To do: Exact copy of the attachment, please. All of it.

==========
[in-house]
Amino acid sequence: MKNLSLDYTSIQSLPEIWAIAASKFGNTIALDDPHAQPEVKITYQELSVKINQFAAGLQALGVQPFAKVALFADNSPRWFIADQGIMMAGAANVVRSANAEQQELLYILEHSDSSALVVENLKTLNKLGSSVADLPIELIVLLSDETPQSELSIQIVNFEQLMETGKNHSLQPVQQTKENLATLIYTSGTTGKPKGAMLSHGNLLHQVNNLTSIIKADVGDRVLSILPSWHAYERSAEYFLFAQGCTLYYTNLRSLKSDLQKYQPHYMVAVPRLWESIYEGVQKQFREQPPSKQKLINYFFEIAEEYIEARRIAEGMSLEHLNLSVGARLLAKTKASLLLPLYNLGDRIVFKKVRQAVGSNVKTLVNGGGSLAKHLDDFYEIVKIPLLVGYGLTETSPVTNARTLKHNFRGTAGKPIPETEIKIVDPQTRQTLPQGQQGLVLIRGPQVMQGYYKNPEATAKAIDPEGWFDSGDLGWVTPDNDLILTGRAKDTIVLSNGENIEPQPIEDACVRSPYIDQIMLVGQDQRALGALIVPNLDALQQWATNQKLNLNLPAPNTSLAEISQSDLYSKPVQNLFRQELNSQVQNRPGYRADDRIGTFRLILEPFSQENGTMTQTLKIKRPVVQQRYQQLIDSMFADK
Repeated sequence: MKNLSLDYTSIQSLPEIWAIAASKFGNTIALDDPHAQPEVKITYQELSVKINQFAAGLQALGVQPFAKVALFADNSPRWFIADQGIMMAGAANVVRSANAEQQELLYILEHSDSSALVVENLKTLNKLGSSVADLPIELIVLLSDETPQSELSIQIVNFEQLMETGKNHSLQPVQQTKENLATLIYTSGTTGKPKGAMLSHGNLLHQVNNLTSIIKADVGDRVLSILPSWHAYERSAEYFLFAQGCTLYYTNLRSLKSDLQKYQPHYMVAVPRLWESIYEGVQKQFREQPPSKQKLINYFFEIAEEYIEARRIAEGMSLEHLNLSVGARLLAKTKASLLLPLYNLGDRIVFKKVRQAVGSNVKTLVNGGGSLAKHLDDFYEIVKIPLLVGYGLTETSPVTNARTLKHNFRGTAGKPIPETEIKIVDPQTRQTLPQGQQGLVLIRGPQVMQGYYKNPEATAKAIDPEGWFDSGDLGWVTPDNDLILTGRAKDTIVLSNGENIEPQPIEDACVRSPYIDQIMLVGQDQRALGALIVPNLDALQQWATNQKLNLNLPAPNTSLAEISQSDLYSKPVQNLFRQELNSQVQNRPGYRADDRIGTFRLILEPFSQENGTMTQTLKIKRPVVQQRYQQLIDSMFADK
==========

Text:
[in-house]
Amino acid sequence: MKNLSLDYTSIQSLPEIWAIAASKFGNTIALDDPHAQPEVKITYQELSVKINQFAAGLQALGVQPFAKVALFADNSPRWFIADQGIMMAGAANVVRSANAEQQELLYILEHSDSSALVVENLKTLNKLGSSVADLPIELIVLLSDETPQSELSIQIVNFEQLMETGKNHSLQPVQQTKENLATLIYTSGTTGKPKGAMLSHGNLLHQVNNLTSIIKADVGDRVLSILPSWHAYERSAEYFLFAQGCTLYYTNLRSLKSDLQKYQPHYMVAVPRLWESIYEGVQKQFREQPPSKQKLINYFFEIAEEYIEARRIAEGMSLEHLNLSVGARLLAKTKASLLLPLYNLGDRIVFKKVRQAVGSNVKTLVNGGGSLAKHLDDFYEIVKIPLLVGYGLTETSPVTNARTLKHNFRGTAGKPIPETEIKIVDPQTRQTLPQGQQGLVLIRGPQVMQGYYKNPEATAKAIDPEGWFDSGDLGWVTPDNDLILTGRAKDTIVLSNGENIEPQPIEDACVRSPYIDQIMLVGQDQRALGALIVPNLDALQQWATNQKLNLNLPAPNTSLAEISQSDLYSKPVQNLFRQELNSQVQNRPGYRADDRIGTFRLILEPFSQENGTMTQTLKIKRPVVQQRYQQLIDSMFADK
Repeated sequence: MKNLSLDYTSIQSLPEIWAIAASKFGNTIALDDPHAQPEVKITYQELSVKINQFAAGLQALGVQPFAKVALFADNSPRWFIADQGIMMAGAANVVRSANAEQQELLYILEHSDSSALVVENLKTLNKLGSSVADLPIELIVLLSDETPQSELSIQIVNFEQLMETGKNHSLQPVQQTKENLATLIYTSGTTGKPKGAMLSHGNLLHQVNNLTSIIKADVGDRVLSILPSWHAYERSAEYFLFAQGCTLYYTNLRSLKSDLQKYQPHYMVAVPRLWESIYEGVQKQFREQPPSKQKLINYFFEIAEEYIEARRIAEGMSLEHLNLSVGARLLAKTKASLLLPLYNLGDRIVFKKVRQAVGSNVKTLVNGGGSLAKHLDDFYEIVKIPLLVGYGLTETSPVTNARTLKHNFRGTAGKPIPETEIKIVDPQTRQTLPQGQQGLVLIRGPQVMQGYYKNPEATAKAIDPEGWFDSGDLGWVTPDNDLILTGRAKDTIVLSNGENIEPQPIEDACVRSPYIDQIMLVGQDQRALGALIVPNLDALQQWATNQKLNLNLPAPNTSLAEISQSDLYSKPVQNLFRQELNSQVQNRPGYRADDRIGTFRLILEPFSQENGTMTQTLKIKRPVVQQRYQQLIDSMFADK